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Today was a pretty nice finale to the #handegg season as many of the games on tap had playoff implications.  Many Cubs fans are either Bears or Packers fans (depending on which side of the Illinois-Wisconsin border they’re on, I guess) and so today’s late game between Green Bay and Chicago at Soldier Field was of particular interest.  As you may have heard, the Packers (in Aaron Rodgers’ return) squeaked by with a 33-28 victory and clinched the pathetic NFC North, while the Bears pack it in until next season.

I have to admit to a small feeling of joy because Aaron Rodgers and I share an alma mater (who knows if he actually graduated though) and when he was QB, that was when our school was the most successful at football in my memory.  (Today was also sad because another “alum,” Tony Gonzalez, played his last NFL game.)  Rodgers was returning from a broken collarbone suffered against these Bears and was likely rusty.  The stat lines do show that Rodgers did not have as good of a QB rating as Jay Cutler.  The funny thing is that despite the fact that a broken collarbone is bad for an athlete who has to use his shoulders and arm to do his job, it seemed that many Green Bay fans were calling Rodgers a pansy (or worse) for not playing before this week.  That actually plays into the #narrative that I want to talk about with Cutler.

I also have to say that I am nowhere close to an expert on American football, though I know the rules fairly well and understand basic play design and clock management.  I think this gives me a similar amount of ammo to defend a guy like Jay Cutler as the folks on the Twitters and Facebooks who are blasting him for being the reason the Bears lose, and lost tonight.  I’m not sure what’s up with that, but I distinctly recall in the 2010 NFC Championship game against the Packers that Cutler had a knee injury, yet was walking along the sidelines.  When I saw that, I immediately thought “medial collateral ligament” and it turned out I was correct in my assessment.  Given the need for mobility in the pocket, a QB with a busted knee probably doesn’t help the team much, even if it looks like he can walk; I’m going to put a bit of trust in the medical/training staff who are supposed to be experts on this.  And I remain confused as to how a fan base that hasn’t seen a competent QB in goodness knows how long could talk so badly about Cutler.

I did watch most of the game today because of the playoff implications, and it looked like Cutler did fine.  The offense was putting up points, so Cutler did his job.  The problems I saw were one part referees, one part defensive incompetence, and a few parts bad luck.  I did feel like the refs screwed the Bears on Coach Trestman’s challenge and that one “roughing the passer” call was bunk.  The fumble-into-touchdown that all of Twitter went WTF on was the result of the entire Bears defense taking a collective brain dump.  And the Packers’ go-ahead touchdown was the result of a broken play and OH MY GOD HOW DID THAT GUY GET SO OPEN.  From my vantage point, Cutler did his job, guiding the offense to 28 points.  Yet somehow, it was his fault (in part, anyway, since some fans were kind enough to heap a fraction of the blame on everyone else).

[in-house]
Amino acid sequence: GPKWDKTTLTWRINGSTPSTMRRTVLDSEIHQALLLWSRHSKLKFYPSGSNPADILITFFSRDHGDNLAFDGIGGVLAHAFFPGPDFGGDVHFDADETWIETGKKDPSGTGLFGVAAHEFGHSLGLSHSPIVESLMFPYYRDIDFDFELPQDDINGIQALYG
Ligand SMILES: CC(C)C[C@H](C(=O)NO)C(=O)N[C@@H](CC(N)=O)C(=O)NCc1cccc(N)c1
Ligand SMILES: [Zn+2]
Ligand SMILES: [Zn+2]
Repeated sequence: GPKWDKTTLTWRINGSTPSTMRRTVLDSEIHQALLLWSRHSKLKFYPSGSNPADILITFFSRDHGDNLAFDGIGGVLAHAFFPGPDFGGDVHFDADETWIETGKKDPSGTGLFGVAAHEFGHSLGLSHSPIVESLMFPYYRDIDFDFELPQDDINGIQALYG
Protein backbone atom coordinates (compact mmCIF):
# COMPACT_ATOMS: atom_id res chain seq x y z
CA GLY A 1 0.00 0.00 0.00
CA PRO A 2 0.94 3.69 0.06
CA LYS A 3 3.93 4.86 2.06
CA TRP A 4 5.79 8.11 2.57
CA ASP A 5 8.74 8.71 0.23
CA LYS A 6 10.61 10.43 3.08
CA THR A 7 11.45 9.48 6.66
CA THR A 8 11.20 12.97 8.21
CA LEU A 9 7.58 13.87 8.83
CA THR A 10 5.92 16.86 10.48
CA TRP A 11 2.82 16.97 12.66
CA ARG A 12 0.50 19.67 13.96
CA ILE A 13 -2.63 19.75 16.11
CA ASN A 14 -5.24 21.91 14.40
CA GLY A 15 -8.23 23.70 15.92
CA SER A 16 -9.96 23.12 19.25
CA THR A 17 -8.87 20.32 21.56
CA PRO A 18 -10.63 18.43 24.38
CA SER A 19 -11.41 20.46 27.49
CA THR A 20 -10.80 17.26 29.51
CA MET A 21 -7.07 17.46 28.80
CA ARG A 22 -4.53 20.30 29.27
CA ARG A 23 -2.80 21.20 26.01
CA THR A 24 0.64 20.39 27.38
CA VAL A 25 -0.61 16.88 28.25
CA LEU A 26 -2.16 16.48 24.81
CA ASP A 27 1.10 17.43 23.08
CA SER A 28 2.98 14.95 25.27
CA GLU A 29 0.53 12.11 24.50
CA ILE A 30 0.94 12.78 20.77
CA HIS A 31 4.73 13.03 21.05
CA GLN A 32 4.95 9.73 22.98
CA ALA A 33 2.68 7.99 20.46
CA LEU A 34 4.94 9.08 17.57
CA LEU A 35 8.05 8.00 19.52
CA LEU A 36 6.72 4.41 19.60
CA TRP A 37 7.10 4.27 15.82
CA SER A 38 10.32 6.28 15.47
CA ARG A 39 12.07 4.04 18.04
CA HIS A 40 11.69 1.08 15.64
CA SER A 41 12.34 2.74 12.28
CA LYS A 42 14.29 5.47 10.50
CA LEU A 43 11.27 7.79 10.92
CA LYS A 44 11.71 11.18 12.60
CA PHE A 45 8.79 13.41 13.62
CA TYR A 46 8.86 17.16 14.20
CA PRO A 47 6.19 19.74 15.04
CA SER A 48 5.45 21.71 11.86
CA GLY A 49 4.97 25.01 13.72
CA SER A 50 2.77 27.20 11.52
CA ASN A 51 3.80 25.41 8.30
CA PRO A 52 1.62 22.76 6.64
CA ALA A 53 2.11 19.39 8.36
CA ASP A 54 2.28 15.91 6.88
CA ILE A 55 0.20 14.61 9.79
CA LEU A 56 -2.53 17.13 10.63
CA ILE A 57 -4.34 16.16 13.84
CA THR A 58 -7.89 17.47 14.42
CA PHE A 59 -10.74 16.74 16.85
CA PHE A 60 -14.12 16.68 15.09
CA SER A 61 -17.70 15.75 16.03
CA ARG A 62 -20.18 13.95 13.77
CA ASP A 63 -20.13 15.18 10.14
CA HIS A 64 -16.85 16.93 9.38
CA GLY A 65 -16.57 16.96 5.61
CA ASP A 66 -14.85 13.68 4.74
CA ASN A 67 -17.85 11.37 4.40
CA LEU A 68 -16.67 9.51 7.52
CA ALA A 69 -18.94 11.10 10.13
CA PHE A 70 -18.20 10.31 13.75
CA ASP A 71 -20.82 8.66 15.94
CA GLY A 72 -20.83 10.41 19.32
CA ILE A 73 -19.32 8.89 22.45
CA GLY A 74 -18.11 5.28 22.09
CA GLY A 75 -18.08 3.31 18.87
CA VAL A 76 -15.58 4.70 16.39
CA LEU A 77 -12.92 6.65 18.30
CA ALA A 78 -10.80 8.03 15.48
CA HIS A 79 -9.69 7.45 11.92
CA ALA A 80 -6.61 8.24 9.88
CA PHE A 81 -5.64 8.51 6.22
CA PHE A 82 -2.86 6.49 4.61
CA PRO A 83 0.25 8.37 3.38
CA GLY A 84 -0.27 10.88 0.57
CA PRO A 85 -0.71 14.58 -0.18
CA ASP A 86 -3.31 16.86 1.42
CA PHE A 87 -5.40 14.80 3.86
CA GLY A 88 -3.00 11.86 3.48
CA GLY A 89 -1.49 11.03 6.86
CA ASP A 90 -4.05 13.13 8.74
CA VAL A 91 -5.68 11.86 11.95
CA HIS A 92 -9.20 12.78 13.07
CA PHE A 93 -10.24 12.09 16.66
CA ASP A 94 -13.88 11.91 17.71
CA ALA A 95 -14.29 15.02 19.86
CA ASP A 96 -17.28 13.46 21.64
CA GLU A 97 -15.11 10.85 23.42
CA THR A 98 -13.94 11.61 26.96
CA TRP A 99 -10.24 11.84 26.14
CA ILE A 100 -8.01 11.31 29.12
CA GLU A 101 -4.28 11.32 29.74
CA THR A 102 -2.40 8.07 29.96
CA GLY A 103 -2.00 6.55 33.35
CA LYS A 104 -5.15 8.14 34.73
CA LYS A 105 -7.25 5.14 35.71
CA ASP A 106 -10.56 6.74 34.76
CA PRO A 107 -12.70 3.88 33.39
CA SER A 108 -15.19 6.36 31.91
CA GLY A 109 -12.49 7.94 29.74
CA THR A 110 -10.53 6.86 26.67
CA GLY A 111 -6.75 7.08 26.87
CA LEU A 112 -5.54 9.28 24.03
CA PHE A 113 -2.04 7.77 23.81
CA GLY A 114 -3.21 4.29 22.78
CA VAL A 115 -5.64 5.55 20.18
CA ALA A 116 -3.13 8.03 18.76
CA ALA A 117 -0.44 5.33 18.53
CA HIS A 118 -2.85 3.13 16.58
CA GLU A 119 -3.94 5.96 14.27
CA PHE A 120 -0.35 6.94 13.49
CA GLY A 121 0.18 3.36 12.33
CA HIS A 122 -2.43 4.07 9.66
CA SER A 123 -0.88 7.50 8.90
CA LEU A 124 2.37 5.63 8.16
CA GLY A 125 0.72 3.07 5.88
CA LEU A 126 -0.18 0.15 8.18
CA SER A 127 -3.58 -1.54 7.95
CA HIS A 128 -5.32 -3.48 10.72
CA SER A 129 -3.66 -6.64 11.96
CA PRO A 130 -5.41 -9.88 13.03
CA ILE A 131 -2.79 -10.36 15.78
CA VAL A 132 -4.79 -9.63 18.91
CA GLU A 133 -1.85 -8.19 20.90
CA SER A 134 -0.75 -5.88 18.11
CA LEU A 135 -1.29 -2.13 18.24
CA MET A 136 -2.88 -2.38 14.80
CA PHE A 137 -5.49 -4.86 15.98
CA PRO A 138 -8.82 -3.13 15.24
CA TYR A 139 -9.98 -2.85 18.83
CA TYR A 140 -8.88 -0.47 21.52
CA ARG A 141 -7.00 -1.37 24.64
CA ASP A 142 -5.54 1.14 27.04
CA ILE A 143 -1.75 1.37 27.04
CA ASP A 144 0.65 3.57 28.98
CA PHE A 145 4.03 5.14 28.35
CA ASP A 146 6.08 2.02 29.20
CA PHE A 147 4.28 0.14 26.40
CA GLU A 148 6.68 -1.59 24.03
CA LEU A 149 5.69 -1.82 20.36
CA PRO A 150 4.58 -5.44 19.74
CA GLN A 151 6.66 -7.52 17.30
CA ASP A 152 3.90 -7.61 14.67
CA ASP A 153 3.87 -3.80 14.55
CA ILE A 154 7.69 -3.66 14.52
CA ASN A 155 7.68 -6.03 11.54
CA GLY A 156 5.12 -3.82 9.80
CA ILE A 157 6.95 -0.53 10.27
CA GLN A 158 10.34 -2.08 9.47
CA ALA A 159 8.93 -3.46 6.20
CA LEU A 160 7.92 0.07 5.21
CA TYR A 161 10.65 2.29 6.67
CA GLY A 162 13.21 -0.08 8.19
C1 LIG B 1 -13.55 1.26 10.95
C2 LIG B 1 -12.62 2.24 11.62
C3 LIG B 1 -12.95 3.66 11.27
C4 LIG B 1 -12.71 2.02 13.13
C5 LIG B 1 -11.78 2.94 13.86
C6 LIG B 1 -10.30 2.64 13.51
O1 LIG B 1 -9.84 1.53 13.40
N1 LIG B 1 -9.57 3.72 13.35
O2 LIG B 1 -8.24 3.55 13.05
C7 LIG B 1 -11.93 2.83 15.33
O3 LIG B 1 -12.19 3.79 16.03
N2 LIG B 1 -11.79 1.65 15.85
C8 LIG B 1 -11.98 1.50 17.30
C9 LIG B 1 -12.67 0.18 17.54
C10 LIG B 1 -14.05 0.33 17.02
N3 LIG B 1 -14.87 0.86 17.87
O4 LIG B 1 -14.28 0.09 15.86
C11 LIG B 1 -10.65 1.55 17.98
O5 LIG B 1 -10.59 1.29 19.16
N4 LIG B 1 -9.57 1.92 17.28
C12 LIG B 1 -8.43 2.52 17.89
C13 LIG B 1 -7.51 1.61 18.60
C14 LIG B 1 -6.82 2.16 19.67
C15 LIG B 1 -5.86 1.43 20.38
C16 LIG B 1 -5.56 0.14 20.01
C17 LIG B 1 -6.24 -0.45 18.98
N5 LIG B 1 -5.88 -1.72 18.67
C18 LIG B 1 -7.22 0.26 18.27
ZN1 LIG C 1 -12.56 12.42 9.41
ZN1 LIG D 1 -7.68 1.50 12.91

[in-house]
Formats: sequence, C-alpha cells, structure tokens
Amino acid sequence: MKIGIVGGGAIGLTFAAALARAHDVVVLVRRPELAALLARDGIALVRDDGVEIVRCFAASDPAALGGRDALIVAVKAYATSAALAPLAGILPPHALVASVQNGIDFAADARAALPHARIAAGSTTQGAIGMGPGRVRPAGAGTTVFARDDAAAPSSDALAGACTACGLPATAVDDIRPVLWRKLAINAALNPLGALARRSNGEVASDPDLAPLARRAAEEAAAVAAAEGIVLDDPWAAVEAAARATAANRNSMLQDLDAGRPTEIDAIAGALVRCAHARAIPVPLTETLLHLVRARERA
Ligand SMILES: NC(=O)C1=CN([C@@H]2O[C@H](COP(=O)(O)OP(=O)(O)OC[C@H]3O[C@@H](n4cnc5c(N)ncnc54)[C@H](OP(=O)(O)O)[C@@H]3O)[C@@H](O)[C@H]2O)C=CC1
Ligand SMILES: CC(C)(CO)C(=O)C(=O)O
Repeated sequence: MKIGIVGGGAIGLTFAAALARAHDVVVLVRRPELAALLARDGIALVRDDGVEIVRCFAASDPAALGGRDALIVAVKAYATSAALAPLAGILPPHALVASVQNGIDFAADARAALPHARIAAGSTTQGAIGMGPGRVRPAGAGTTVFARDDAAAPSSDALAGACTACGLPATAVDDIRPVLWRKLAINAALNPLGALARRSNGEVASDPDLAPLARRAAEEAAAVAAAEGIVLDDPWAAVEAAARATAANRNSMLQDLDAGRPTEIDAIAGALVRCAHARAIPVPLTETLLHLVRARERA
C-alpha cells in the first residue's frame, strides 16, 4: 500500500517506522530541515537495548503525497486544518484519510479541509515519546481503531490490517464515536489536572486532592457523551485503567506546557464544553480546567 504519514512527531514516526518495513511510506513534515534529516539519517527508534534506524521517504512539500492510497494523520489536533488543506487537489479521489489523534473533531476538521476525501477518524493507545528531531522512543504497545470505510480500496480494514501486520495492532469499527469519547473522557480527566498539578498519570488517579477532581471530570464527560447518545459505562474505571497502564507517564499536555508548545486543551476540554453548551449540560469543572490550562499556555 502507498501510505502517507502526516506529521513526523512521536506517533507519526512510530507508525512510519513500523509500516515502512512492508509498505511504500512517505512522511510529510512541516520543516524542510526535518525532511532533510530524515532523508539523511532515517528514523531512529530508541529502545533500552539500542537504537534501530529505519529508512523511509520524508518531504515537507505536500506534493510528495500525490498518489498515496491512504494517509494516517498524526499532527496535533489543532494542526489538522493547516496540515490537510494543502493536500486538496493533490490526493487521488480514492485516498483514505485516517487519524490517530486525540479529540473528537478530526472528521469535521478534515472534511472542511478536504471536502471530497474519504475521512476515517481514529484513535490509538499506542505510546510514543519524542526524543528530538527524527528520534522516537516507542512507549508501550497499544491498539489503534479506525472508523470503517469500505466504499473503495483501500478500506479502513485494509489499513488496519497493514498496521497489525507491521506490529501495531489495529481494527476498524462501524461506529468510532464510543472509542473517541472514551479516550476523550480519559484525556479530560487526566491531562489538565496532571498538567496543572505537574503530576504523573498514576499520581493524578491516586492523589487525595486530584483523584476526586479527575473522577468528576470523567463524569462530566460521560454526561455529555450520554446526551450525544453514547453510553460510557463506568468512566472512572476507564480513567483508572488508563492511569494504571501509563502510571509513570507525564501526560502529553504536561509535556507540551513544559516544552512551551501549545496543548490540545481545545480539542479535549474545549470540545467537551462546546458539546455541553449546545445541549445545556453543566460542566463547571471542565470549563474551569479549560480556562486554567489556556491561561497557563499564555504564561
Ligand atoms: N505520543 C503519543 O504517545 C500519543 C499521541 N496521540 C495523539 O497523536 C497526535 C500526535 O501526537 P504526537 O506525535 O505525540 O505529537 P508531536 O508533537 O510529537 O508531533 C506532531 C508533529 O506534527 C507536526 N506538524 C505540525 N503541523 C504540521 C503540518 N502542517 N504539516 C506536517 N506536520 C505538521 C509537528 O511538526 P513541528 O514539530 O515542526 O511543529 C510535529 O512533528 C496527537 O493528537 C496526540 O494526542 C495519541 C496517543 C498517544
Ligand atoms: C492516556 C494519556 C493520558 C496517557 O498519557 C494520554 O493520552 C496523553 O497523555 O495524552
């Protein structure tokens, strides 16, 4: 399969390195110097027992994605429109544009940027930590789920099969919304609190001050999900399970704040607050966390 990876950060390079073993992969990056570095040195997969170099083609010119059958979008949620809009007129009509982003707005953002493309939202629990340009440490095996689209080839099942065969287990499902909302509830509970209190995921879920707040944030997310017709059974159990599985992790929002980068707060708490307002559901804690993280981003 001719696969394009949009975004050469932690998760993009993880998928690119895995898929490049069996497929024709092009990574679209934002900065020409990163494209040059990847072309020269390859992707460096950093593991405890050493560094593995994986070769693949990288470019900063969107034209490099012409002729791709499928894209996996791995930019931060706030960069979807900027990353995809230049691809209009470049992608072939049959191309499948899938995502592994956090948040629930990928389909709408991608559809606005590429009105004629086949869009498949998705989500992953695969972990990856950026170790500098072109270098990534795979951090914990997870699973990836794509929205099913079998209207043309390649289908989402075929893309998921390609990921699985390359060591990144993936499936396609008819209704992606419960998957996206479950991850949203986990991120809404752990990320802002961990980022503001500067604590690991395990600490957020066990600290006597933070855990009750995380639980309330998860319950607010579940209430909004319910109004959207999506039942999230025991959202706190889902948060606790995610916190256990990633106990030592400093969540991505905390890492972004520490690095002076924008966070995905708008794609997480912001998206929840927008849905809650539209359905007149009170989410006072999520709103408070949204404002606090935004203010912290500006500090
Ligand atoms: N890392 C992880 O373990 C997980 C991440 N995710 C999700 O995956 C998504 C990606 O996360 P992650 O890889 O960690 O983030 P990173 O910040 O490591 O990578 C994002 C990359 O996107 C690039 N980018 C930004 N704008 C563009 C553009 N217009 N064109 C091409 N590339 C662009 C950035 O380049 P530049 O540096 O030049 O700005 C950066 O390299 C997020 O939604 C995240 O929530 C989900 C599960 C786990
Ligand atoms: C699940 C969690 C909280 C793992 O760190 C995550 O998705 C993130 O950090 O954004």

The one big “mistake” Cutler made was on the Hail Mary pass.  If you are unfamiliar with what a Hail Mary is, consider that the Bears need a touchdown to win the game (there’s no chance for a tie), but they’re at mid-field with less than 10 seconds to go.  So the only hope for said touchdown is to chuck the ball towards the end zone and hope that your guy catches it before the other guys do.  This type of play logically has a very small chance of success, and unfortunately for Cutler and the Bears, the prayer was intercepted.

At this point I had to go get the wife from work and when we drove to the restaurant to watch the rest of the game on TV, it was past the two minute warning with Green Bay in possession.  That was when I had the ZOMFG HE WAS SO OPEN moment where the Packers went ahead on a ridiculous fourth down play.  The Bears had 38 seconds and a couple timeouts to try to win, but I don’t really see how that was Cutler’s fault considering he wasn’t playing defense.  Anyway, as the Hail Mary pass found its way into a Green Bay defender’s hands, I heard a gentleman exclaim at the bar, “I TOLD YOU!  I TOLD YOU that’s what to expect from Cutler!”

I was incredulous at that statement because of everything we just discussed.  Cutler didn’t cough up the lead.  Cutler didn’t put the team in the position of having to score a touchdown with less than a minute on the clock.  But Cutler got the bulk of the blame.  Is that really fair?

The #narrative stretches to other sports, including baseball, and especially when we talk about the Cubs.  Think of all the times fans talked bad about players like Aramis Ramirez (oh, he’s slow, he doesn’t hustle, he isn’t clutch) or Derrek Lee (he hits into too many double plays).  Think of all the Cubs players who are made scapegoats when a number of happenings led to the situation that they were in when they failed, in a game that favors failure.  What I think happens is that fans have already made up their minds about a player (no matter the sport) and will force the narrative upon that player when a negative play occurs.  For the Bears, it happens to be Jay Cutler.  For the Cubs, it’s (insert Cub player here) of the season.  Context doesn’t matter, and sometimes, facts don’t matter either.  All that matters is #narrative.

I don’t think that’s very sporting.  Do you?

About Rice Cube

Rice Cube is the executive vice president of snark at World Series Dreaming. He loves all things Cubs, with notable exceptions (specifically, the part of Cubs fandom that pisses him off). Follow on Twitter at cubicsnarkonia

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